The FTSE 100 continues to hold firm around the 7,200 and enjoy strong dip-buying, despite other European and global equity markets tumbling over Chinese COVID-19 and growth concerns.
Typically, the leading UK index has a strong correlation with US and European indices, however, the better-than-expected UK data and a rise in mining stocks helped the FTSE100 actually closer higher.
Expectations of a post-lockdown slump in unemployment claimants failed to materialise in the UK job report this week, while UK wages and the official unemployment rate improved.
A sharp decline in the British pound currency also helped boost the FTSE100. Typically, sterling weakness is bullish for the index, while strength is negative, meaning the index and sterling usually have a confirmed inverse relationship.
Traders also shrugged-off the news that BHP Group, a mining giant inside the FTSE100, was set to leave the index after two decades. These ramifications are could yet to be felt, this is a story worth monitoring in future.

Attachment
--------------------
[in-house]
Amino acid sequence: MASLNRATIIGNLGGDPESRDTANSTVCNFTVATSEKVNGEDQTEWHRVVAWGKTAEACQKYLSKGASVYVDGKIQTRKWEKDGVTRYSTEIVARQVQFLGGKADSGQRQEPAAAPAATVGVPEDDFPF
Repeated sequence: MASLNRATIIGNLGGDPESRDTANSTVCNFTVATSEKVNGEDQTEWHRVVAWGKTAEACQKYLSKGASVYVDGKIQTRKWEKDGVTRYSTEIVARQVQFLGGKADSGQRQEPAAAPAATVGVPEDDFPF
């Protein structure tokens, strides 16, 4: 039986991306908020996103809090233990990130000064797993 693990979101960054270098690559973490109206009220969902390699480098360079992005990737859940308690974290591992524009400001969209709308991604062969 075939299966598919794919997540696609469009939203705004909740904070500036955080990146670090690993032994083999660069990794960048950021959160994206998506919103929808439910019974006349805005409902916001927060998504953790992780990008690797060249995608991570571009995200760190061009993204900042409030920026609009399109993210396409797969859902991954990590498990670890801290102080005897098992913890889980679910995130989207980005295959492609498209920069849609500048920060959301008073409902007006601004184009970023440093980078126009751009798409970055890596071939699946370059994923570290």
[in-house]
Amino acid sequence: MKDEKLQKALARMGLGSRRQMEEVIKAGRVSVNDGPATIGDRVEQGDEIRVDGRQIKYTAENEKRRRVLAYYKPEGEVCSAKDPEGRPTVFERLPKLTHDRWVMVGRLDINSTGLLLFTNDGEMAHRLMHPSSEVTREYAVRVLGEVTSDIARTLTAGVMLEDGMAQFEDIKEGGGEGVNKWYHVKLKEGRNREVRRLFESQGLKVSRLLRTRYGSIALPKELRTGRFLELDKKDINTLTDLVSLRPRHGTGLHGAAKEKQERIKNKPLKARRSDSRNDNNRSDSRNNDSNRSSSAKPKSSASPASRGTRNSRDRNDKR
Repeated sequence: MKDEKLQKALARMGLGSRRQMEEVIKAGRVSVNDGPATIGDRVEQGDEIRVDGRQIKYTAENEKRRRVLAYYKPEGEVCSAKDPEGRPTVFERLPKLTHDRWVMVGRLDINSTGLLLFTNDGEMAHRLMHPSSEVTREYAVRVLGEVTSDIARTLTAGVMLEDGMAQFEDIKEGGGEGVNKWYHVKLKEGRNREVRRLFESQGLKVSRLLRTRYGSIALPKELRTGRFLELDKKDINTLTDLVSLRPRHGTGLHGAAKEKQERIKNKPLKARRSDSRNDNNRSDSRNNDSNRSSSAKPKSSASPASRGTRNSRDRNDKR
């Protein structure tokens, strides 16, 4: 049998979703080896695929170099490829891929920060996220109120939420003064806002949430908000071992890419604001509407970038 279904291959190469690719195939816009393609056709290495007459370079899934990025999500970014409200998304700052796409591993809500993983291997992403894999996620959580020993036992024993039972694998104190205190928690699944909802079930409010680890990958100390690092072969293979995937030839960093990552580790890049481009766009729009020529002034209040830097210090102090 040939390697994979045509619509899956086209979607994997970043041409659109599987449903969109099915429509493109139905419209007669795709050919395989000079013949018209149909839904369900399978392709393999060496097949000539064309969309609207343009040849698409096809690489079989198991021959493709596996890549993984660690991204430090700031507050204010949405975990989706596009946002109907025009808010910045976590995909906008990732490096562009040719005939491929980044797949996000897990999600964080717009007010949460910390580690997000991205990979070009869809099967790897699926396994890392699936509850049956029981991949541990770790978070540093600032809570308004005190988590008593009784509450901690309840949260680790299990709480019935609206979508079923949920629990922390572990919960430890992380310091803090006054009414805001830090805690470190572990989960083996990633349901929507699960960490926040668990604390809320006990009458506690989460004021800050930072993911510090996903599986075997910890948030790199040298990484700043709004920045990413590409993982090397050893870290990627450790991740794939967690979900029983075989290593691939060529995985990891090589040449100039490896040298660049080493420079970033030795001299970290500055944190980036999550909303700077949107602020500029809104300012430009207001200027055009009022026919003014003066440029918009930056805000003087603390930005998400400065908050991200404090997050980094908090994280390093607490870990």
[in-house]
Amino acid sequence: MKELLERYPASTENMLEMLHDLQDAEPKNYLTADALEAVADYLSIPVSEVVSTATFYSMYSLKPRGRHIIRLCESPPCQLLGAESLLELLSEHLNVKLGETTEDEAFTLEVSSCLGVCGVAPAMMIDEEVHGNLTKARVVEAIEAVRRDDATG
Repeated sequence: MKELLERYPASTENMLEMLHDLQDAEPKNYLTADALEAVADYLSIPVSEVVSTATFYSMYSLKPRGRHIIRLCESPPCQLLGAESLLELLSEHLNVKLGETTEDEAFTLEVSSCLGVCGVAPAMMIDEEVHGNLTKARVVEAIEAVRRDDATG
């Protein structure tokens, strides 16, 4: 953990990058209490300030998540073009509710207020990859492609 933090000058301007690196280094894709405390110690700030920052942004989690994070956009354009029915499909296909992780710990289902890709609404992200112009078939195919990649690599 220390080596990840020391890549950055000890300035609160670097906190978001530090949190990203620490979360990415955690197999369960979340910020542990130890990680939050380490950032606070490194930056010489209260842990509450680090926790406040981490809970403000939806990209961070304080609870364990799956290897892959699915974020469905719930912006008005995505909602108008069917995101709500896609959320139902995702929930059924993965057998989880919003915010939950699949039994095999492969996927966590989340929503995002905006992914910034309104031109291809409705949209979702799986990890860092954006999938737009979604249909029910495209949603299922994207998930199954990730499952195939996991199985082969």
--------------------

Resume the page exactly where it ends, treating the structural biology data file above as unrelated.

Mining stocks one of the largest sectors on the index, and the exit of BHP from the FTSE 100 could be a shift away from the commodity focus, which has been dominant over the years.
Sentiment towards the UK100 is not matching the current bullish bias and how traders appear to be growing in confidence. According to the ActivTrader platform some 53 percent of traders are bullish towards the UK100 right now, while 47 percent of traders are bearish. It is hard to gather much from sentiment at the moment.
UK100 Short-Term Technical Analysis
The four-hour time frame shows that the FTSE100 appears to be forming a complex inverted head and shoulders pattern, which is close to being activated above the 7,240 level.
According to the overall size of the bullish pattern a rally towards 7,600 could be on the horizon if the 7,240 level is overcome. It is also very encouraging the way that any dips towards the 7,000 level are still being bought.
UK100 Medium-Term Technical Analysis
The daily time frame shows that the UK100 is trading inside a large rising price channel, which continues to expand over time, and indeed point higher.
It is also noteworthy that the FTSE100 looks unlikely to fall towards the bottom of the pattern and looks to be targeting the top of the channel, around the 7,900 level.
Typically these patterns are bearish reversal patterns, so we could see a breakput or reversal if the FTSE100 reaches the top of the pattern.